Nurses Week: Passion continues to be common thread in field
May 7, 2013 at 12:07 a.m.
Updated May 8, 2013 at 12:08 a.m.
Patricia Aguilar finds relating to and aiding a patient a breeze.
Several months ago, however, the tables were turned. The 27-year-old certified nurse assistant at Crossroads Health Center was diagnosed with lupus, and while examining a patient, she had an episode.
Aguilar fainted and had stroke-like symptoms. That is when a fellow nurse and the patient herself jumped in to help.
This is what nursing is about - having the heart to help others, Aguilar said.
People like herself are acknowledged daily, not just during Nurses Week, which runs through Sunday.
"I've always loved to help people," said Aguilar, who has worked at the center for two years. "I'm the type of person who is just outgoing."
The acknowledgment is daily, said Aguilar and nurse Misty Harvell, who has been at the center since it opened in 2007.
Patients constantly thank them for the job they do, they said, and that's where the real satisfaction comes in.
The toughest part of the job is getting close to patients and dealing with their illnesses and, sometimes, death.
"It's just your job," Harvell said. "The patient depends on you."
In Harvell's 12 years of experience, nursing has been streamlined with electronic records and tablets, but one thing has stayed the same - the passion.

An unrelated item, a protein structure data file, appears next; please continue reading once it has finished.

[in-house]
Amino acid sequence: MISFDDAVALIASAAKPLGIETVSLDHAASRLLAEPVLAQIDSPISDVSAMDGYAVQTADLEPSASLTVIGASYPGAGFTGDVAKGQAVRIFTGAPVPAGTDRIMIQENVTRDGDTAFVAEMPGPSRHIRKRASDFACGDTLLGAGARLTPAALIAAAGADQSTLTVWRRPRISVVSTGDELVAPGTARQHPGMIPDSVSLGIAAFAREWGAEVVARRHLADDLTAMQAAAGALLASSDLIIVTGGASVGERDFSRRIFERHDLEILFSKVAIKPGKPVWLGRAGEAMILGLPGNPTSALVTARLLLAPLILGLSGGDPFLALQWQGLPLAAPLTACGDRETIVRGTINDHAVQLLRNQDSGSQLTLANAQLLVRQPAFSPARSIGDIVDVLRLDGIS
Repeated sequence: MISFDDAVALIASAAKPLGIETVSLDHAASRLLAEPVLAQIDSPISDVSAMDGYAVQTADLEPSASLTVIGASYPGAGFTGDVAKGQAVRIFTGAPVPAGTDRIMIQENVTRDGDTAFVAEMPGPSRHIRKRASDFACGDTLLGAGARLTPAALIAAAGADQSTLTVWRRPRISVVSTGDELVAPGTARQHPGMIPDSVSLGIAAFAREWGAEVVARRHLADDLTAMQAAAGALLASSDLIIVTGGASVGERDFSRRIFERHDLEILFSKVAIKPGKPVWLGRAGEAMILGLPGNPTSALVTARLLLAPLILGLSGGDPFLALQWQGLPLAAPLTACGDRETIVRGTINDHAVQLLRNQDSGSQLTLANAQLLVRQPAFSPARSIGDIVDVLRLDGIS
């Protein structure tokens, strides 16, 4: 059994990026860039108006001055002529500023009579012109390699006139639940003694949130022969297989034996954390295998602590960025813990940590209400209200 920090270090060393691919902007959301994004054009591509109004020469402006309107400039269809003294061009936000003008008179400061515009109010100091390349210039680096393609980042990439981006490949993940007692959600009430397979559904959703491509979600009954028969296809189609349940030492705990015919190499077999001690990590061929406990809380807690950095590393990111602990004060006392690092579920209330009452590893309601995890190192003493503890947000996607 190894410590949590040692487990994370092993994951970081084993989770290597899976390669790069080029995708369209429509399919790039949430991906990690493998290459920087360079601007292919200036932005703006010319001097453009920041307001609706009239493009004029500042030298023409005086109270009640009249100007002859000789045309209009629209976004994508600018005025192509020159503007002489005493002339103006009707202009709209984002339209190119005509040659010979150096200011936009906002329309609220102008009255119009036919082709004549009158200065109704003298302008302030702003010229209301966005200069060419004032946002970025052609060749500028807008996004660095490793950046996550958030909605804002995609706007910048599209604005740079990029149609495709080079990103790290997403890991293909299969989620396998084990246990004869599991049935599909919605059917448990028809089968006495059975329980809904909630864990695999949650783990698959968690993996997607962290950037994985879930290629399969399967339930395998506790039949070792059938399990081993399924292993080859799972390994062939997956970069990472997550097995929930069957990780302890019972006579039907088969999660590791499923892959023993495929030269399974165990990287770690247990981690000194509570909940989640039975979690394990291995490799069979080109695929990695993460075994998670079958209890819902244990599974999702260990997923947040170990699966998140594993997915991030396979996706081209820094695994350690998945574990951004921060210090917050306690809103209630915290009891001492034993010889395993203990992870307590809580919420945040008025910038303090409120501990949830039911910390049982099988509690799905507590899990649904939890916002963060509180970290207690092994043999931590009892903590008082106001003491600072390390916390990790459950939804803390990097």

"You've got to have the heart to do it," the 28-year-old said.
She began training her sophomore year in high school.
Kathryn Tart, dean of the University of Houston-Victoria School of Nursing, said compassion is the true key to being a successful nurse.
"Everybody is touched by a nurse at some time in their life," she said. "We hold the public's trust, and it's nice to honor them."
Tart said about 95 percent of the about 400 graduates the school has produced since 2008 stay in Texas.
She's not sure how many stay in Victoria but said she sees many alumni around Victoria.
The need for nurses is still high, she said. Nursing is one occupation that is always in demand.
"It's very joyful for me to go onto a floor and see current students or alumni. It's a very happy occasion," she said.
Vicky Molina, a patient at the Crossroads Health Center, finds it a happy occasion when she takes her stepson, Alfred, 27, to the center.
The family has been at the center since it opened, she said. Her son lives with cerebral palsy, autism and is mentally challenged.
Molina was also the patient turned nurse who helped Aguilar during her fainting spell.
Molina said she didn't do anything the nurses wouldn't have done for her or her son.
"I wouldn't go anywhere else," she said. "If there is something going on at home, I call the girls."